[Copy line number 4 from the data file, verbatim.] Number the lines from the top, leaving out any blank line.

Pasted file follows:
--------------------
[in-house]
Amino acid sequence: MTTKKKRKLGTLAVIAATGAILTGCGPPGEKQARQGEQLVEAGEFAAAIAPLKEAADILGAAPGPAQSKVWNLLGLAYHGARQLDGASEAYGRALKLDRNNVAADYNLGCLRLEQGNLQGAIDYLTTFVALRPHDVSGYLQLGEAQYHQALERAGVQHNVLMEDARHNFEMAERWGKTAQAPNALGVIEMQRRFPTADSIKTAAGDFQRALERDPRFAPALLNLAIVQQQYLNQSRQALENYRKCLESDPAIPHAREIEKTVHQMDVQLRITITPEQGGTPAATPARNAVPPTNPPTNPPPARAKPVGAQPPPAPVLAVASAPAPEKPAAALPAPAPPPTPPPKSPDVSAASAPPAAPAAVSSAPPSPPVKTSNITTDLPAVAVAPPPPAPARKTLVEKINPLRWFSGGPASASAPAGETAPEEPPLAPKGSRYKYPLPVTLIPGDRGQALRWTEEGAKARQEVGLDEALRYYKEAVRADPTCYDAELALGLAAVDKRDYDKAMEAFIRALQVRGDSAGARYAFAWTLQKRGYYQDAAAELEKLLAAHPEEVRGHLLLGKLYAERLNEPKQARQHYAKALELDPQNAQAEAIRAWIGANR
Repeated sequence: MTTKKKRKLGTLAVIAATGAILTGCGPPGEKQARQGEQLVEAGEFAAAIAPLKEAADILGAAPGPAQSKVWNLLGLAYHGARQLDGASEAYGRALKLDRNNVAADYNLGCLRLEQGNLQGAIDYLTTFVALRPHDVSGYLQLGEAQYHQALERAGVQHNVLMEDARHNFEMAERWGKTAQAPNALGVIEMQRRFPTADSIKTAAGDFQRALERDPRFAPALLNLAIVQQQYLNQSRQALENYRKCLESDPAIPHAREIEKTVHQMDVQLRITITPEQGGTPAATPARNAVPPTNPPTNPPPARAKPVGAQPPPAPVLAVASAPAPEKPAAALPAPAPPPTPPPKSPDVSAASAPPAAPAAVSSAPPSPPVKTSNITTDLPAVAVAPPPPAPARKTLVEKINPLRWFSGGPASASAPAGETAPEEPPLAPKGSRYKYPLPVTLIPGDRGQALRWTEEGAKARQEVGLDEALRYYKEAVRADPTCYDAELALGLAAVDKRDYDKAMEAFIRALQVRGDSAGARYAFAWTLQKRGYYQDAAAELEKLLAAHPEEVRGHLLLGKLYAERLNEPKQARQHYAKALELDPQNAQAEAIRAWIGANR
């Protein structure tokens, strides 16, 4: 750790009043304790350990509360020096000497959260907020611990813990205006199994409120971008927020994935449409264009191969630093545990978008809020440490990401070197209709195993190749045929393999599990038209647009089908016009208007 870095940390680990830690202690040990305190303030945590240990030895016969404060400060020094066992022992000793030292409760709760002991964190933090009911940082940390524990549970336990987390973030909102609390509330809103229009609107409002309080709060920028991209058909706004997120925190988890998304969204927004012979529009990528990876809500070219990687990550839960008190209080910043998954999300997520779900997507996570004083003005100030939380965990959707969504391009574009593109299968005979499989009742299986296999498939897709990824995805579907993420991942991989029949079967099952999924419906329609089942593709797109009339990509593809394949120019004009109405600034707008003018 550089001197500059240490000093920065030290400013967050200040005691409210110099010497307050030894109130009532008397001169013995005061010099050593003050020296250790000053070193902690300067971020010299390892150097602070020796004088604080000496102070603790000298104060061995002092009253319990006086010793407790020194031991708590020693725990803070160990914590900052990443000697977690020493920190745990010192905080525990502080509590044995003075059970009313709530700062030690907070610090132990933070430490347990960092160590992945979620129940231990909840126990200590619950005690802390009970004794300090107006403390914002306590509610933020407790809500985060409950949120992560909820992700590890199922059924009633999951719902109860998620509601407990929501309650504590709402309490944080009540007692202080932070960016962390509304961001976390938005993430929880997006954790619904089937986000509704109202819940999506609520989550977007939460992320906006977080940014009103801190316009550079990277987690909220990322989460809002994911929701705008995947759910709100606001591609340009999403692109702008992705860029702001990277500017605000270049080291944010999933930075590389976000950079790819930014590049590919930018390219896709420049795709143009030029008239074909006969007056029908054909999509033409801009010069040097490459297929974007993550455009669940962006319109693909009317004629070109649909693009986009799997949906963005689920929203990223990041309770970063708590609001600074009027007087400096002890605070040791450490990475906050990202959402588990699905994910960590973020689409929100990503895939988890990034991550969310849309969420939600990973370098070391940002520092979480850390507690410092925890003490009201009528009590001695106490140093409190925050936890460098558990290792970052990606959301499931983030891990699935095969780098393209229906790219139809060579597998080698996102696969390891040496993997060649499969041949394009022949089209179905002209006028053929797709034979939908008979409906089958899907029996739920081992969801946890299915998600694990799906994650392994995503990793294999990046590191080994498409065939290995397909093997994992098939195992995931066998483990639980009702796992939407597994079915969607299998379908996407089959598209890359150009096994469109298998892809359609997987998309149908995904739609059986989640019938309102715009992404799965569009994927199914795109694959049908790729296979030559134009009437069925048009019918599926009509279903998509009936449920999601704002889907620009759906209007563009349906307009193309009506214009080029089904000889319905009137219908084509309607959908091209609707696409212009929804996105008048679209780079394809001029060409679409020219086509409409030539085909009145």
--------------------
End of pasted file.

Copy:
């Protein structure tokens, strides 16, 4: 750790009043304790350990509360020096000497959260907020611990813990205006199994409120971008927020994935449409264009191969630093545990978008809020440490990401070197209709195993190749045929393999599990038209647009089908016009208007 870095940390680990830690202690040990305190303030945590240990030895016969404060400060020094066992022992000793030292409760709760002991964190933090009911940082940390524990549970336990987390973030909102609390509330809103229009609107409002309080709060920028991209058909706004997120925190988890998304969204927004012979529009990528990876809500070219990687990550839960008190209080910043998954999300997520779900997507996570004083003005100030939380965990959707969504391009574009593109299968005979499989009742299986296999498939897709990824995805579907993420991942991989029949079967099952999924419906329609089942593709797109009339990509593809394949120019004009109405600034707008003018 550089001197500059240490000093920065030290400013967050200040005691409210110099010497307050030894109130009532008397001169013995005061010099050593003050020296250790000053070193902690300067971020010299390892150097602070020796004088604080000496102070603790000298104060061995002092009253319990006086010793407790020194031991708590020693725990803070160990914590900052990443000697977690020493920190745990010192905080525990502080509590044995003075059970009313709530700062030690907070610090132990933070430490347990960092160590992945979620129940231990909840126990200590619950005690802390009970004794300090107006403390914002306590509610933020407790809500985060409950949120992560909820992700590890199922059924009633999951719902109860998620509601407990929501309650504590709402309490944080009540007692202080932070960016962390509304961001976390938005993430929880997006954790619904089937986000509704109202819940999506609520989550977007939460992320906006977080940014009103801190316009550079990277987690909220990322989460809002994911929701705008995947759910709100606001591609340009999403692109702008992705860029702001990277500017605000270049080291944010999933930075590389976000950079790819930014590049590919930018390219896709420049795709143009030029008239074909006969007056029908054909999509033409801009010069040097490459297929974007993550455009669940962006319109693909009317004629070109649909693009986009799997949906963005689920929203990223990041309770970063708590609001600074009027007087400096002890605070040791450490990475906050990202959402588990699905994910960590973020689409929100990503895939988890990034991550969310849309969420939600990973370098070391940002520092979480850390507690410092925890003490009201009528009590001695106490140093409190925050936890460098558990290792970052990606959301499931983030891990699935095969780098393209229906790219139809060579597998080698996102696969390891040496993997060649499969041949394009022949089209179905002209006028053929797709034979939908008979409906089958899907029996739920081992969801946890299915998600694990799906994650392994995503990793294999990046590191080994498409065939290995397909093997994992098939195992995931066998483990639980009702796992939407597994079915969607299998379908996407089959598209890359150009096994469109298998892809359609997987998309149908995904739609059986989640019938309102715009992404799965569009994927199914795109694959049908790729296979030559134009009437069925048009019918599926009509279903998509009936449920999601704002889907620009759906209007563009349906307009193309009506214009080029089904000889319905009137219908084509309607959908091209609707696409212009929804996105008048679209780079394809001029060409679409020219086509409409030539085909009145």